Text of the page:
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Green jobs : a pathway to a strong middle class

Author: United States. Middle Class Task Force.; United States. Office of the Vice President.
Publisher: [Washington, D.C.?] : Middle Class Task Force, the Vice President of the United States, [2009?]
Series: Staff report (United States. Middle Class Task Force)
Edition/Format:   eBook : Document : National government publication : English
Database:WorldCat
Summary:
"The White House Task Force on the Middle Class has a simple mandate: to find, highlight, and implement solutions to the economic challenges facing the American middle class. With that mandate at our backs, it is no accident that we chose to focus on green jobs at our very first taskforce meeting in Philadelphia, PA on February 27. There are many reasons for our interest in green jobs. The Obama/Biden Administration  Read more...
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Details

Material Type: Document, Government publication, National government publication, Internet resource
Document Type: Internet Resource, Computer File
All Authors / Contributors: United States. Middle Class Task Force.; United States. Office of the Vice President.
OCLC Number: 311853876
Notes: Title from title screen (viewed Mar. 3, 2009).
Description: 1 online resource ([34] p.)
Series Title: Staff report (United States. Middle Class Task Force)
Responsibility: Middle Class Task Force, the Vice President of the United States.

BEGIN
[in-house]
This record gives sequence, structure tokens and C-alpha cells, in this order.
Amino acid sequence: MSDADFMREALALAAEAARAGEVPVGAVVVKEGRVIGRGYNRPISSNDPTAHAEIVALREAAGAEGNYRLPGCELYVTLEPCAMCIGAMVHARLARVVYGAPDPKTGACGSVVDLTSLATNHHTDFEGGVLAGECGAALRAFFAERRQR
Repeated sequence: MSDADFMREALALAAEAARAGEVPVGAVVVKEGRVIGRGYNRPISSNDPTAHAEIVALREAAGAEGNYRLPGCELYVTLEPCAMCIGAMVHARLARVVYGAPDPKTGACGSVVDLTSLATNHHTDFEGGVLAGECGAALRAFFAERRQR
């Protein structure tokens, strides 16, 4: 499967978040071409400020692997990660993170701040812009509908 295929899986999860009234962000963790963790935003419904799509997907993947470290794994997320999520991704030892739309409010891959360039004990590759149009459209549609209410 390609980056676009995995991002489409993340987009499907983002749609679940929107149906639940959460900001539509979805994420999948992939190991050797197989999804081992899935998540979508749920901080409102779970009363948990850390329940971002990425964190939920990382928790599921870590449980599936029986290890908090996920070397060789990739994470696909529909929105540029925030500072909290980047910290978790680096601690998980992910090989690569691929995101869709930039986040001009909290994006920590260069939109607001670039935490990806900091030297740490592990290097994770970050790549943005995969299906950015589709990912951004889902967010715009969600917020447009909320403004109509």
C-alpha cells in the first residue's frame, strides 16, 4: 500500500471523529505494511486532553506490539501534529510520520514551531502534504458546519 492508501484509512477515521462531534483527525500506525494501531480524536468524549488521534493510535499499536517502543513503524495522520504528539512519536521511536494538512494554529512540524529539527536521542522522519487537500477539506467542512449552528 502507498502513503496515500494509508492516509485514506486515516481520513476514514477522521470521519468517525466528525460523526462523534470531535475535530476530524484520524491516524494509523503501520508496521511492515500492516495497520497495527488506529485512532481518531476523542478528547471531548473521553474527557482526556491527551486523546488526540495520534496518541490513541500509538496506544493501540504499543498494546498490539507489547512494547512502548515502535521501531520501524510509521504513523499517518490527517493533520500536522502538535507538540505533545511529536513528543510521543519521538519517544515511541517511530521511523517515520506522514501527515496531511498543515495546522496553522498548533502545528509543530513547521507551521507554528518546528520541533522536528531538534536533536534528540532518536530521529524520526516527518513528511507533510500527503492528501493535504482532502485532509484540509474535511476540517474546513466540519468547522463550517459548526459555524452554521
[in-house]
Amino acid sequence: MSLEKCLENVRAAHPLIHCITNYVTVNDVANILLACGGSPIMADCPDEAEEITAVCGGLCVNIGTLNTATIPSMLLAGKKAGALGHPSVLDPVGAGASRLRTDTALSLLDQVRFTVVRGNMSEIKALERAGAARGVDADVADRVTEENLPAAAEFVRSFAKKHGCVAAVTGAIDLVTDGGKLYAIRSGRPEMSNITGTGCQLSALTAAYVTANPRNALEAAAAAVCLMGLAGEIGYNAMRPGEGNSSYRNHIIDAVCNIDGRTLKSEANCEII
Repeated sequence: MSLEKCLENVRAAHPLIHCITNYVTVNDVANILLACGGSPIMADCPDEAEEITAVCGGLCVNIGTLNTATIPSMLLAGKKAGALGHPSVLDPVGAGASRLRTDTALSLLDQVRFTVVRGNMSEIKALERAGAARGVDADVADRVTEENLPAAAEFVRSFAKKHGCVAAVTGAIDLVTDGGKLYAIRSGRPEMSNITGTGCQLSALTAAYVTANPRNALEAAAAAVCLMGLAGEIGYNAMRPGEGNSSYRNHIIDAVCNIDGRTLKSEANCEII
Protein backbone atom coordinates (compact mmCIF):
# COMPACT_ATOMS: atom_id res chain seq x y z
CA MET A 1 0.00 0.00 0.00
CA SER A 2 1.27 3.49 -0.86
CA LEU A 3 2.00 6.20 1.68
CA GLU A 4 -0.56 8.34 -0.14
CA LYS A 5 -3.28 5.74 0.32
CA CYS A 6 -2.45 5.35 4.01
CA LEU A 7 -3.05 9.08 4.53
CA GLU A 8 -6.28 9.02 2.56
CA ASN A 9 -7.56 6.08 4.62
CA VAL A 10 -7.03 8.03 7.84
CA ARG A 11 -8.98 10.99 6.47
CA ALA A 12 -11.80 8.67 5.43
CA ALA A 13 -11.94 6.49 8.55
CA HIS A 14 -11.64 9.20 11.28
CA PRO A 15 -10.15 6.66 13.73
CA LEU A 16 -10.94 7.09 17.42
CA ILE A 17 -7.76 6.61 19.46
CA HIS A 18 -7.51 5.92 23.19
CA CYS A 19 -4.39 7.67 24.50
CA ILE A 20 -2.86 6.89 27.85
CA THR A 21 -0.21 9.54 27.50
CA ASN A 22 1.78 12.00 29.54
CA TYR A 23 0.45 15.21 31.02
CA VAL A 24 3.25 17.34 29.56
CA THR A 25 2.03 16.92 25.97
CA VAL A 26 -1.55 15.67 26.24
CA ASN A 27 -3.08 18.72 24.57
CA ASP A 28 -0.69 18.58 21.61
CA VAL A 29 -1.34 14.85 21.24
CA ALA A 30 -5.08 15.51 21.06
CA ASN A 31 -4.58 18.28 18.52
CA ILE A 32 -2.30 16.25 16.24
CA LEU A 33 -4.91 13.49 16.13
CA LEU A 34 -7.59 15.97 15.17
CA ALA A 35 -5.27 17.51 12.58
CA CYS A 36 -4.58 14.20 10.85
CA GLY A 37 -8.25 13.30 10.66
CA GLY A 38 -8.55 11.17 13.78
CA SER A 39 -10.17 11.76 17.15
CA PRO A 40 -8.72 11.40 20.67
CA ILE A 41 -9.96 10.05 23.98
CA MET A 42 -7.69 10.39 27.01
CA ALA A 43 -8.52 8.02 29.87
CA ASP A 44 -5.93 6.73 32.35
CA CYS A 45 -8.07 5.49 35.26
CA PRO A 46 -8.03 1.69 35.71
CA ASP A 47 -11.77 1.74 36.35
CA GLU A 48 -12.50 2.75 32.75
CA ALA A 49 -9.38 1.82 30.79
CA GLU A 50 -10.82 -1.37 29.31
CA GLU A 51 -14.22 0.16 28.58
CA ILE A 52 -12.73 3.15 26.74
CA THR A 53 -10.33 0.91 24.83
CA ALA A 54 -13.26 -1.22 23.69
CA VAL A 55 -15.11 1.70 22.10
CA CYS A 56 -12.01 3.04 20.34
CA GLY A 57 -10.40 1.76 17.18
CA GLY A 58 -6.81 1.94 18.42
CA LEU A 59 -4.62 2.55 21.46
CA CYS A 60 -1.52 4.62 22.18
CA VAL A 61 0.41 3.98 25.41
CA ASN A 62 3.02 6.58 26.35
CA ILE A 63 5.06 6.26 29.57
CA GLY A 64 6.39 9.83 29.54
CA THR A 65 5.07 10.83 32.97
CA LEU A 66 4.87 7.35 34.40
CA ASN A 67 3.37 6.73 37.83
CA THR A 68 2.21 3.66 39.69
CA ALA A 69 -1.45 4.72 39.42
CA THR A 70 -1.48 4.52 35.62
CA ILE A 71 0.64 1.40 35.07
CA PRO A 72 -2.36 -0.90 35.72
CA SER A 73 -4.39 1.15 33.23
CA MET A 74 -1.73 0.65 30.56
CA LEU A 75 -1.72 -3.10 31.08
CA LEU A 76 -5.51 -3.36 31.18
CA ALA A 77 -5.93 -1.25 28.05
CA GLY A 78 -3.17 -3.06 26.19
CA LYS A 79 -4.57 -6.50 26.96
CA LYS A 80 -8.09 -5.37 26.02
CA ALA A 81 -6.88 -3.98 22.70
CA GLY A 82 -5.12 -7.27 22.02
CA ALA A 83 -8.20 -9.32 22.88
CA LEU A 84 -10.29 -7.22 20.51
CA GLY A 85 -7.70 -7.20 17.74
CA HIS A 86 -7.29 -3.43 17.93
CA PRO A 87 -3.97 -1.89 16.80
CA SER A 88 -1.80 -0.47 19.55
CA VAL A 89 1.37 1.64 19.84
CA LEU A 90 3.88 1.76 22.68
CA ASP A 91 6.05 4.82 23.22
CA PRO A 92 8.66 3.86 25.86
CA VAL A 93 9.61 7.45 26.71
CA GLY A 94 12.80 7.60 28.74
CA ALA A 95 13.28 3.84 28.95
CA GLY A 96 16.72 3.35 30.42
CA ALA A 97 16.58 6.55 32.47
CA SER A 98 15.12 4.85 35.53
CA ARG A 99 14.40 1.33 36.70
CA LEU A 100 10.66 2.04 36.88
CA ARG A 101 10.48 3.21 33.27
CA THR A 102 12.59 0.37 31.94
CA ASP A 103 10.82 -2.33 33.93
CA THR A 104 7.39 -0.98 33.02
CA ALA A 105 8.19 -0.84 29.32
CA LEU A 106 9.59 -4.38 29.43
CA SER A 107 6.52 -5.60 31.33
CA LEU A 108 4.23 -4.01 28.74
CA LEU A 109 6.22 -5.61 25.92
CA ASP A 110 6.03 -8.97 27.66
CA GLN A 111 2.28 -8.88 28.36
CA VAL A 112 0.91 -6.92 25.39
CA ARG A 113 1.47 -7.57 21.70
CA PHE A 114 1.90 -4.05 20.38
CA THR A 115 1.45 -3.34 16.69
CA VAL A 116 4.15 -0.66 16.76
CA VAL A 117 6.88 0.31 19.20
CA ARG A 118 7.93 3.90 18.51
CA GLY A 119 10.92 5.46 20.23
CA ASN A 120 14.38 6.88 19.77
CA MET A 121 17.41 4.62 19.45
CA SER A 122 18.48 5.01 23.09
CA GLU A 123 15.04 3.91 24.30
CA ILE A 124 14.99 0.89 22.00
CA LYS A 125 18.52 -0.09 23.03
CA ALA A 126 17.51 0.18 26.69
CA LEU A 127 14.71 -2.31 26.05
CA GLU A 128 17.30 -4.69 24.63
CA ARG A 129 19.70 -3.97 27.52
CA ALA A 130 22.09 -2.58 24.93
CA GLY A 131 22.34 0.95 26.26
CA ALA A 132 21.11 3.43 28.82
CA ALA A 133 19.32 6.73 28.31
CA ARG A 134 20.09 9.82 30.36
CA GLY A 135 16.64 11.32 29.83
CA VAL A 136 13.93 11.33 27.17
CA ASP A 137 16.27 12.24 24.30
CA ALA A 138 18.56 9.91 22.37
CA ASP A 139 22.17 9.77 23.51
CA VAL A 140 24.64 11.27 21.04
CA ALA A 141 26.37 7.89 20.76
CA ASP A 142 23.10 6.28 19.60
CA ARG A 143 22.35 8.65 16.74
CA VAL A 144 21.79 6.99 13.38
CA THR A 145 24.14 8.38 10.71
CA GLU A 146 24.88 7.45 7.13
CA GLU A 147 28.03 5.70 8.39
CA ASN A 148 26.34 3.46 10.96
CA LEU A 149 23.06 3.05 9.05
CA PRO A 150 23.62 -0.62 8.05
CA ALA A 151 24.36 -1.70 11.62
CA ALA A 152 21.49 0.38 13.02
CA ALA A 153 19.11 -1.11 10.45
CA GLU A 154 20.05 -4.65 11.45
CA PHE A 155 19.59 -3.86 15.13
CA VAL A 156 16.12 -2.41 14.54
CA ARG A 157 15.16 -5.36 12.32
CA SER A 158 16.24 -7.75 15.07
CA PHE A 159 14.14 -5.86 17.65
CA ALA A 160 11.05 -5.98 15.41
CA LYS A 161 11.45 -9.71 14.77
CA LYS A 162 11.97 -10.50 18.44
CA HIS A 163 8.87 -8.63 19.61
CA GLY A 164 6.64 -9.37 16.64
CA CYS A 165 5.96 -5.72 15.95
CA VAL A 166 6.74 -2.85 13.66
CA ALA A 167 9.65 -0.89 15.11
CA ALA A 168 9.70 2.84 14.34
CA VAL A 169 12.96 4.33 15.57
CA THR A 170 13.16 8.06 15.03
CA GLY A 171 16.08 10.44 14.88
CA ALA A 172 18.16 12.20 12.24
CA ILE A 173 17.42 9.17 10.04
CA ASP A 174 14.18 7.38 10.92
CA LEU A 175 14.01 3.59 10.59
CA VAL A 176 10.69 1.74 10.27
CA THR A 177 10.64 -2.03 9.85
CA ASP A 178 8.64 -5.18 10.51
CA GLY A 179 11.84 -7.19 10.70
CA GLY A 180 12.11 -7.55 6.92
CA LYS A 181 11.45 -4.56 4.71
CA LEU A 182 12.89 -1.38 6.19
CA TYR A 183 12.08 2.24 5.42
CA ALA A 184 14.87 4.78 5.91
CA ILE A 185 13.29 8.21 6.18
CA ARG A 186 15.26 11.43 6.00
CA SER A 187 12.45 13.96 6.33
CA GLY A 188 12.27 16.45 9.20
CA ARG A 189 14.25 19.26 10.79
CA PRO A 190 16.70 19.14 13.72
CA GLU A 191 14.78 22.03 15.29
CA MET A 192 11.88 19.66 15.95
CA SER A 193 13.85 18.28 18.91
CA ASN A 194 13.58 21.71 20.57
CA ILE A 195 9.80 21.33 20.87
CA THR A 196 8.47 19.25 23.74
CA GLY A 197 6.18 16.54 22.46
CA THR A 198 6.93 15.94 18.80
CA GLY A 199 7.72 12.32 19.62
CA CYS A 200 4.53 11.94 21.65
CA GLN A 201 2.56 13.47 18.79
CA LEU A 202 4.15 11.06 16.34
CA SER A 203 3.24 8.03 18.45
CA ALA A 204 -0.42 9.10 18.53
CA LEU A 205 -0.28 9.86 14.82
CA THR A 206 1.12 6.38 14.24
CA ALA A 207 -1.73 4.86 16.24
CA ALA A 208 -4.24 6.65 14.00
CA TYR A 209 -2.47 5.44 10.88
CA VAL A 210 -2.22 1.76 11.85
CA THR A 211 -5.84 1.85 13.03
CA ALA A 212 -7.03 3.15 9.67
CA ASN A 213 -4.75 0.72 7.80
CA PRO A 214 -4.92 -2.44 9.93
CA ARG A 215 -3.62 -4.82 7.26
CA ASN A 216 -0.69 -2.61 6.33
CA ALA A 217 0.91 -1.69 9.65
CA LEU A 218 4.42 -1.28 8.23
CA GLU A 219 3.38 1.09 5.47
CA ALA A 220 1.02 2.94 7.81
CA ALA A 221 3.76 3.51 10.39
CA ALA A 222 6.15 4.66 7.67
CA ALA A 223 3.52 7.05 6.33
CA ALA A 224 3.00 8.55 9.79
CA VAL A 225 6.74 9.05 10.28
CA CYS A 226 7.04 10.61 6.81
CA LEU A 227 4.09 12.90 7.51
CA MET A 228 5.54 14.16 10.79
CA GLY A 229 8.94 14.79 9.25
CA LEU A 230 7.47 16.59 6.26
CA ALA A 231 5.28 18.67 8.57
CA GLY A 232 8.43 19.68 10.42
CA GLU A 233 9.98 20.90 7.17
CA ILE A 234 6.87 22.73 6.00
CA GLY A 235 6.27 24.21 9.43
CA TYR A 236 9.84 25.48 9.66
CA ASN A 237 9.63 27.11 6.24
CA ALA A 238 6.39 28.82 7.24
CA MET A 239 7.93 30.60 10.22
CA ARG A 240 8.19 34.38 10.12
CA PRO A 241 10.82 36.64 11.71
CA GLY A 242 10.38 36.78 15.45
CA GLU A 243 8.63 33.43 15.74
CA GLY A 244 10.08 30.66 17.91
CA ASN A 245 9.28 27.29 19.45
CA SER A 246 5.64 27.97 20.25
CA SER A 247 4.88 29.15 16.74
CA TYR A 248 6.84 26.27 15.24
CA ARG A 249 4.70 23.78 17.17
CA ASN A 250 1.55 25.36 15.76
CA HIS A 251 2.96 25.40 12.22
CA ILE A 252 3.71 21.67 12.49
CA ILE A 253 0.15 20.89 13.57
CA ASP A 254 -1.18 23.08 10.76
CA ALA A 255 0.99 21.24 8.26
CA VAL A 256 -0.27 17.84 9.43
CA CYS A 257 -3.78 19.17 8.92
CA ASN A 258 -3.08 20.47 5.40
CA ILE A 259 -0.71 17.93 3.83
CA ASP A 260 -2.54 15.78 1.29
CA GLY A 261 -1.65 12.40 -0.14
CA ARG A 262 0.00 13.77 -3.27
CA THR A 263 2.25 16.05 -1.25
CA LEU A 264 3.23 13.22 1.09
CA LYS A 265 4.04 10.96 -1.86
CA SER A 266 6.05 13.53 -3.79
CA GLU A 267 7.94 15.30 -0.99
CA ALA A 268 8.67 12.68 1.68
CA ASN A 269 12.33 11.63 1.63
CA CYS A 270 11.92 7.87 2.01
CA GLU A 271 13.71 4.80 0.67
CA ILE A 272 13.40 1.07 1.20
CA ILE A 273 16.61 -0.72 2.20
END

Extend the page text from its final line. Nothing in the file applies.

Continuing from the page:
Abstract:

"The White House Task Force on the Middle Class has a simple mandate: to find, highlight, and implement solutions to the economic challenges facing the American middle class. With that mandate at our backs, it is no accident that we chose to focus on green jobs at our very first taskforce meeting in Philadelphia, PA on February 27. There are many reasons for our interest in green jobs. The Obama/Biden Administration is deeply committed to reforming how we create and consume energy in America. Part of this project of reform is the work of many different officials and agencies within the government to promote the creation of green jobs. Green jobs have the potential to be quality, family-sustaining jobs that also help improve our environment. They are largely domestic jobs that can't be offshored. They tend to pay more than other jobs, even controlling for worker characteristics. Moreover, green jobs are an outgrowth of a larger movement to reform the way we create and use energy in both this country and the rest of the world. They represent a growth sector, and one that offers the dual promise of providing good jobs while meeting the environmental challenge to reduce our dependence on finite fossil fuels that generate harmful carbon emissions."--P. [1].

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Linked Data


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